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The Cinema of Béla TarrThe Circle Closes$
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András Bálint Kovács

Print publication date: 2013

Print ISBN-13: 9780231165310

Published to Columbia Scholarship Online: November 2015

DOI: 10.7312/columbia/9780231165310.001.0001

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The Tarr Style in Evolution

The Tarr Style in Evolution

Chapter:
(p.72) Chapter Four The Tarr Style in Evolution
Source:
The Cinema of Béla Tarr
Author(s):

András Bálint Kovács

Publisher:
Columbia University Press
DOI:10.7312/columbia/9780231165310.003.0004

In the films subsequent to Damnation (1987) the basics of the Tarr style do not change, but a certain evolution can be detected in several details. This chapter discusses this evolutionary process. The constants in his films are rather obvious: all are black and white; the average shot length (ASL) does not go under two minutes, but in two cases it increases by 84 per cent as compared to Damnation; the environment is characterized always by some combination of desolation and poverty; a film noir visual style dominates; and all the stories continue to be based on the situation of entrapment, but from Damnation on these stories strictly and consistently adhere to a circular structure and are detached from all historical and geographical concreteness. However, there is also an increasing degree of emotional expressivity in Tarr's films. He seems to seek an ever more powerful way to express a feeling of general desperation over the impossibility of changing the situation of human helplessness.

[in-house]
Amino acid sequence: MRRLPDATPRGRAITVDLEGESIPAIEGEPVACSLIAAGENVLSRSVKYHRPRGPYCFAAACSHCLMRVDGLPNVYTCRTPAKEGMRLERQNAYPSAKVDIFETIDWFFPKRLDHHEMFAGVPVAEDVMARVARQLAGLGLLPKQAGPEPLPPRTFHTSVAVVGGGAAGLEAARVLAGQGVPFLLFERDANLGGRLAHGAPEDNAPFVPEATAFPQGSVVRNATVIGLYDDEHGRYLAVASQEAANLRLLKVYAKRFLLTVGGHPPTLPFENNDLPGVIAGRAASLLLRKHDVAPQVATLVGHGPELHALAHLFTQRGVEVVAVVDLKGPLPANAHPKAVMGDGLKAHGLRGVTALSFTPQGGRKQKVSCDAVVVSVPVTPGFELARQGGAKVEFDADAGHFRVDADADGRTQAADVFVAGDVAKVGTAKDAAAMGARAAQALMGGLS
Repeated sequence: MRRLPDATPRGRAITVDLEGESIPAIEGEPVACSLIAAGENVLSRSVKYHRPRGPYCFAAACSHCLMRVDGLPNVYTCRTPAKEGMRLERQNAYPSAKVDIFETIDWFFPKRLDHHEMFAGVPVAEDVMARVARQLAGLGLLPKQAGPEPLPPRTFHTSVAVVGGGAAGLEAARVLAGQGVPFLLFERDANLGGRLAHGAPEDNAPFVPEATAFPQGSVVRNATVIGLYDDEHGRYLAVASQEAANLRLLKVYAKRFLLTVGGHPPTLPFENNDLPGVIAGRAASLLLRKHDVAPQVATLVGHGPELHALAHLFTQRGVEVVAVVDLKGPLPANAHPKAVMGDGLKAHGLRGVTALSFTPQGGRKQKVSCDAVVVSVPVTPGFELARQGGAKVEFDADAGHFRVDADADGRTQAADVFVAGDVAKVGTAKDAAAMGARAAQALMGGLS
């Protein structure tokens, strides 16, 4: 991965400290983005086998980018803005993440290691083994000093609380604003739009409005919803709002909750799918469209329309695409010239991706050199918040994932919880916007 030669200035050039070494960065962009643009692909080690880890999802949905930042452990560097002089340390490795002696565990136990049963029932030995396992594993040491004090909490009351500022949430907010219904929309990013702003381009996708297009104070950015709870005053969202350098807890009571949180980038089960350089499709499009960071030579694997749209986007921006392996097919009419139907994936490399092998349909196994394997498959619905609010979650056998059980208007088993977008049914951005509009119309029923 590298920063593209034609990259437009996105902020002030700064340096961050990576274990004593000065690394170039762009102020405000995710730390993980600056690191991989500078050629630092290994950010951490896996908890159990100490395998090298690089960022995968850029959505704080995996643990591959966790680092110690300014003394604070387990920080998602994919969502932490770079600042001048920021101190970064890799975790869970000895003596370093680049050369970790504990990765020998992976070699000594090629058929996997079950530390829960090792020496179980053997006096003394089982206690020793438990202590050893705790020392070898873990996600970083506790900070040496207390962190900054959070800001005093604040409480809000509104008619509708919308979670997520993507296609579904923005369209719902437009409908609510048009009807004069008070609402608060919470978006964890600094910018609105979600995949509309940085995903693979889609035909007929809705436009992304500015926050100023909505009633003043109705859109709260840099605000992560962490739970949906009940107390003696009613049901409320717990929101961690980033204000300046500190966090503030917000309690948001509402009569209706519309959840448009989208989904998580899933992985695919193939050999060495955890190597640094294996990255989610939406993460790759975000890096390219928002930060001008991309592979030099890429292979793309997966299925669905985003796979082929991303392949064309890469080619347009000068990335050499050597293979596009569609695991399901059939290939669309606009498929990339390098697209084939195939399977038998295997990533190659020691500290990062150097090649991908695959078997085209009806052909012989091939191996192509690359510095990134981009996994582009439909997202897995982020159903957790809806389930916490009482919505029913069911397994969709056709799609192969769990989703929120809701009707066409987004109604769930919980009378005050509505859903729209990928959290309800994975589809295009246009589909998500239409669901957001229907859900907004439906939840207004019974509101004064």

Keywords:   filmmaking, emotional expressivity, camera movement, human helplessness, Béla Tarr, Hungarian film directors, filmmakers

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